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September 26, 2015 Categories: Core Java Basics. No Comments on Strings in Java

This article explains about handling strings in Java programs. It is common in Java programs to work with strings to solve different problems. So, let’s see how to work with strings in Java.

Strings in Java: Classes

A string is a collection of characters. In Java, strings can be created using three predefined classes namely String, StringBuffer and StringBuilder which are available in java.lang package. Why did Java designers provide three classes for creating strings?

 

Each of the above three string classes has their own advantages and disadvantages. If you want to create an immutable (whose content cannot be changed once created) string, String class is the best choice. Strings created using StringBuffer and StringBuilder classes are mutable (content can be changed after they are created).

 

Among StringBuffer and StringBuilder classes, strings created using StringBuffer are thread safe whereas strings created using StringBuilder are non-thread safe. I will explain about threads in future articles.

 

Differences between all string classes: String, StringBuffer and StringBuilder are summarized in the below table:

Strings in Java

 

Now let’s look at each class in detail…

 

String Class

A string can be created in Java using the following alternatives:

 

 

In line 2, we are using a String constructor along with the new operator to create the string explicitly. In line 1, the whole process (creation of string) is done implicitly by JVM.

 

If the content of the newly created string matches with the existing string (already available in memory), then a reference to the existing string in the memory is returned instead of allocating new memory. Since strings created using String are shared, hence they are immutable as changing the string content using one reference might effect the others.

 

There are several other ways of creating strings which can be found in the official Java documentation of String class available here.

 

String Manipulation

As we already know that strings created using String class are immutable, how to manipulate them? Let us concatenate (join) two strings as shown below:

 

 

From the above two lines of code, content in str is “helloworld”. How is this possible if strings created using String class are immutable. Actually what JVM has done implicitly (automatically) is this:

 

 

Since concatenation is a manipulation, a new StringBuffer object is created and the content of str which is “hello” is appended to the buffer by using append method and then “world” is concatenated to “hello” making it “helloworld”. Finally the StringBuffer object is converted to a String object using the toString. All this process is done automatically by JVM whenever we try to concatenate two or more String objects.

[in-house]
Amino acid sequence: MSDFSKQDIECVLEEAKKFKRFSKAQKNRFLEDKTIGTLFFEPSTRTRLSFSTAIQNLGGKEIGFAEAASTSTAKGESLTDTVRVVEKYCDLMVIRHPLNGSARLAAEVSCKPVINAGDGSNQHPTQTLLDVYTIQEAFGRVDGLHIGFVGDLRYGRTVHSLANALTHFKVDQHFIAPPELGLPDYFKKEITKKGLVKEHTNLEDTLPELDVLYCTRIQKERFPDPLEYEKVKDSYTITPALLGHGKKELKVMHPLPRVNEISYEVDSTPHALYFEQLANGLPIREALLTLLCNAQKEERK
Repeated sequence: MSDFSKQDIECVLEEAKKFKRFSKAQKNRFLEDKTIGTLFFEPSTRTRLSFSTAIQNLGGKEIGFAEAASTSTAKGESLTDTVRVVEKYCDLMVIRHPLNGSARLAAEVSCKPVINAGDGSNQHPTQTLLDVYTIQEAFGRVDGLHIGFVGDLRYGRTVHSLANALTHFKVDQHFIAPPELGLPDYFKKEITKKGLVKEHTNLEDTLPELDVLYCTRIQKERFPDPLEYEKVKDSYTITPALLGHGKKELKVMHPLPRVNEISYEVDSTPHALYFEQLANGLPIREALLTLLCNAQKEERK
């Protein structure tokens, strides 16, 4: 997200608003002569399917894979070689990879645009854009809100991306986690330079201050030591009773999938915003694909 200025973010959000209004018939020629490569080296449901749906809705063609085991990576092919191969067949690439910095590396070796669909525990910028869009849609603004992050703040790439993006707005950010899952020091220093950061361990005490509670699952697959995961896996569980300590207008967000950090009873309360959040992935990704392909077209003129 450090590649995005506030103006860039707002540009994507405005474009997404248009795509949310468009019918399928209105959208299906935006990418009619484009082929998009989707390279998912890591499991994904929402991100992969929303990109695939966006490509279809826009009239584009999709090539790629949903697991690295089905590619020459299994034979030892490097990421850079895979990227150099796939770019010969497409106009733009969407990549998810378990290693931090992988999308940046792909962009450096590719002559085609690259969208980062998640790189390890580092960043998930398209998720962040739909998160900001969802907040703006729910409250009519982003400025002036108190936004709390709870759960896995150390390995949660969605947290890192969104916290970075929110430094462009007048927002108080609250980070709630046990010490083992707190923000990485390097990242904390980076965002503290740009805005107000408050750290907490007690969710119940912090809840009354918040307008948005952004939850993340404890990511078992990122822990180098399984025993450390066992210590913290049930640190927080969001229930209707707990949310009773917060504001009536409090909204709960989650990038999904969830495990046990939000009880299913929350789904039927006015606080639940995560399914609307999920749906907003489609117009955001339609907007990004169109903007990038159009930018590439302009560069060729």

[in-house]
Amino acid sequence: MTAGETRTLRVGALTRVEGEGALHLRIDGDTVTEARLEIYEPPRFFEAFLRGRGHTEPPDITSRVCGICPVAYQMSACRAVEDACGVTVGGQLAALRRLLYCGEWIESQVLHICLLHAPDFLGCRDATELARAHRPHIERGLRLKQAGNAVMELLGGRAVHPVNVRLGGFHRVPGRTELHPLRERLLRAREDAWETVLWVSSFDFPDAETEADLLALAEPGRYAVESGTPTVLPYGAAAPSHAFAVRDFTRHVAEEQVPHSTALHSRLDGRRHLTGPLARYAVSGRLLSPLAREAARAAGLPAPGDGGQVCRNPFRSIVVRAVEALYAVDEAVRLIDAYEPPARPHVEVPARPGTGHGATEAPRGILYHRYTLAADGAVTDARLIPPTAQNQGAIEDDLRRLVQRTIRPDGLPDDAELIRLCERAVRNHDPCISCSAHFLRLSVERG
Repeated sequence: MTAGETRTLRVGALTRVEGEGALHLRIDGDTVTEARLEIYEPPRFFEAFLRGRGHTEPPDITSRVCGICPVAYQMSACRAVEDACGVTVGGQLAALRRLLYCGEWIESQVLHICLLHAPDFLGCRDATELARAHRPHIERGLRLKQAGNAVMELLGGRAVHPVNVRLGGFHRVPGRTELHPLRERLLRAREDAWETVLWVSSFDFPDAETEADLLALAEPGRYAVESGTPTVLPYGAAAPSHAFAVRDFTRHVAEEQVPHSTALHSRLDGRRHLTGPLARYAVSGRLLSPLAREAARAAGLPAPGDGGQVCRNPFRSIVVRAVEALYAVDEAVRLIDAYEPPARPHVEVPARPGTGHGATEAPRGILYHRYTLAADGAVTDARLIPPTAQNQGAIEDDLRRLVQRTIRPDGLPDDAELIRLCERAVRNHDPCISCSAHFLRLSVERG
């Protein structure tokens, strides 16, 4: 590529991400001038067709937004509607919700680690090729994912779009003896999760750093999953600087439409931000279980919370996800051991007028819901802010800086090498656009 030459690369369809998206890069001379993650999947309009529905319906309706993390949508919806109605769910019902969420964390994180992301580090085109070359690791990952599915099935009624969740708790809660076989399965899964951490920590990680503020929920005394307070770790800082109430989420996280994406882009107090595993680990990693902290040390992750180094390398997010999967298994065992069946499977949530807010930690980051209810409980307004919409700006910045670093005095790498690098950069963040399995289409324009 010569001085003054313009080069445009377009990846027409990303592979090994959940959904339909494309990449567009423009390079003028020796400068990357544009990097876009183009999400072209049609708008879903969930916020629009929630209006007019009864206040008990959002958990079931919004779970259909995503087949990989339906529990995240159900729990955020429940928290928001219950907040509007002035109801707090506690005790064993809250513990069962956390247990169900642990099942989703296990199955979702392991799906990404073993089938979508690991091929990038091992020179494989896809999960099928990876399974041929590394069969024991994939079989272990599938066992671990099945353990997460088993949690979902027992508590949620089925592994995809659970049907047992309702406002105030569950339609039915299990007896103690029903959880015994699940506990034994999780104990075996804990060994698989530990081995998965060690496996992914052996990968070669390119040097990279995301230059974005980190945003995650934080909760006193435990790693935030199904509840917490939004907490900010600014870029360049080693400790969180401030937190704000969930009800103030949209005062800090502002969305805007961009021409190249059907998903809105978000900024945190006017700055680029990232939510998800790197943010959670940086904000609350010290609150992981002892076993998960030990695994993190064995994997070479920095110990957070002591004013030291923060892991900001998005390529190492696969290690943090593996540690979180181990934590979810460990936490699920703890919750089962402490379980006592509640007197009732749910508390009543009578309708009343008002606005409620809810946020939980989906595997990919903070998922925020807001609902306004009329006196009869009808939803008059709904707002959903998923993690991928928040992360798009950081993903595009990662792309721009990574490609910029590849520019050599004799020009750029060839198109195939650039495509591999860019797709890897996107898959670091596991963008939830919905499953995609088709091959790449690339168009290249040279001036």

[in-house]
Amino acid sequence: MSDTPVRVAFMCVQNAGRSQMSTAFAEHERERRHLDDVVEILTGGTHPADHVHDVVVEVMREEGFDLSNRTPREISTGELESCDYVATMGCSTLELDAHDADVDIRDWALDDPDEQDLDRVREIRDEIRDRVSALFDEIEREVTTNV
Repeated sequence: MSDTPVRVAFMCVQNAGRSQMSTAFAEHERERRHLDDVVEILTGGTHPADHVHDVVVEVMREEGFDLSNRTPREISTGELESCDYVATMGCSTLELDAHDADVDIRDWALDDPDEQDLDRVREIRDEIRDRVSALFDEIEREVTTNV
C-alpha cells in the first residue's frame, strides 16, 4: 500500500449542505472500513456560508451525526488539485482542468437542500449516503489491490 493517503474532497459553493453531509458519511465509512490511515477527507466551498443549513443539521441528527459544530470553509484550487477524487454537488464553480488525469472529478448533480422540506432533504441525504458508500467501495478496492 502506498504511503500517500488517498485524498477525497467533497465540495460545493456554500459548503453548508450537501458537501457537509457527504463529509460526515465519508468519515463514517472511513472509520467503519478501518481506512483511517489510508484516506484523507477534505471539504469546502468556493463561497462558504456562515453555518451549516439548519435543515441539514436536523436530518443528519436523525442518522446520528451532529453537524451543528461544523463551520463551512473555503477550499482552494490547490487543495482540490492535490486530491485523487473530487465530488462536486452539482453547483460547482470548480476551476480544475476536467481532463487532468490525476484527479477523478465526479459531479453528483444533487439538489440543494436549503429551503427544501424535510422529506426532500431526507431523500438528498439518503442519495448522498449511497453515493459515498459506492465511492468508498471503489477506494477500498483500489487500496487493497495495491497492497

Now we will look at various methods supported by String class for working with strings.

 

String Methods

The length method can be used to find the length of given string. Syntax of this method is given below:

int length()

An example of using length method is given below:

The above code prints 5.

 

The equals method can be used to compare whether two strings are having the same content or not. If both the strings are same, this method returns true, otherwise, false. Syntax of this method is given below:

boolean equals(String str)

An example of using equals method is given below:

The above code prints true.

 

The compareTo method can be used to compare whether two strings are having the same content or not. Syntax of this method is given below:

int compareTo(String str)

This method returns 0 when both strings are same, returns -ve number when the invoking string is less than the argument string, and +ve number when the invoking string is greater than the argument string.

An example of using compareTo method is given below:

Above example prints 0 as both strings are equal (same content).

Another example of compareTo method is given below:

Above example prints -4 as the difference between ‘a’ in “hallo” and ‘e’ in “hello” is 4 and “hallo” is the invoking string.

 

The indexOf method is used to find the position (number) of a specified character in the invoking string. Syntax of this method is given below:

int indexOf(char c)

An example of using indexOf method is given below:

Above example prints 4 which the index of first ‘o’ in the string “hello world”. Index of a string always starts from zero.

 

The overloaded indexOf method is used to find the position (number) of a specified string in the invoking string. Syntax of this method is given below:

int indexOf(String str)

An example of using indexOf method is given below:

Above example prints 6.

 

The lastIndexOf method is used to find the position (number) of a specified character from the end of the invoking string. Syntax of this method is given below:

int lastIndexOf(char c)

An example of using lastIndexOf method is given below:

Above example prints 7 which is the position of ‘o’ from the end of the invoking string “hello world”.

 

The overloaded lastIndexOf method is used to find the position (number) of a specified string from the end of the invoking string. Syntax of this method is given below:

int lastIndexOf(String str)

An example of using lastIndexOf method is given below:

Above example prints 18.

 

The substring method can be used to extract a sub string from the invoking string from a specified position to the end of the string. Syntax of this method is given below:

String substring(int index)

An example of substring method is given below:

Above example prints “llo world”. The starting index specified in the above example is 2.

 

The overloaded substring method can be used to extract a sub string from the invoking string from a specified start position to end position in the string. Syntax of this method is given below:

String substring(int startindex, int endindex)

An example of substring method is given below:

Above example prints “wor”. The starting index is 6 and the end index is 9. All the characters from starting index to excluding end index are returned.

 

The toLowerCase method can be used to convert all characters in a string to lower case characters. Syntax is as given below:

String toLowerCase()

An example of toLowerCase method is given below:

Above example prints “hello world”.

 

The toUpperCase method can be used to convert all characters in a string to upper case characters. Syntax is as given below:

String toUpperCase()

An example of toUpperCase method is given below: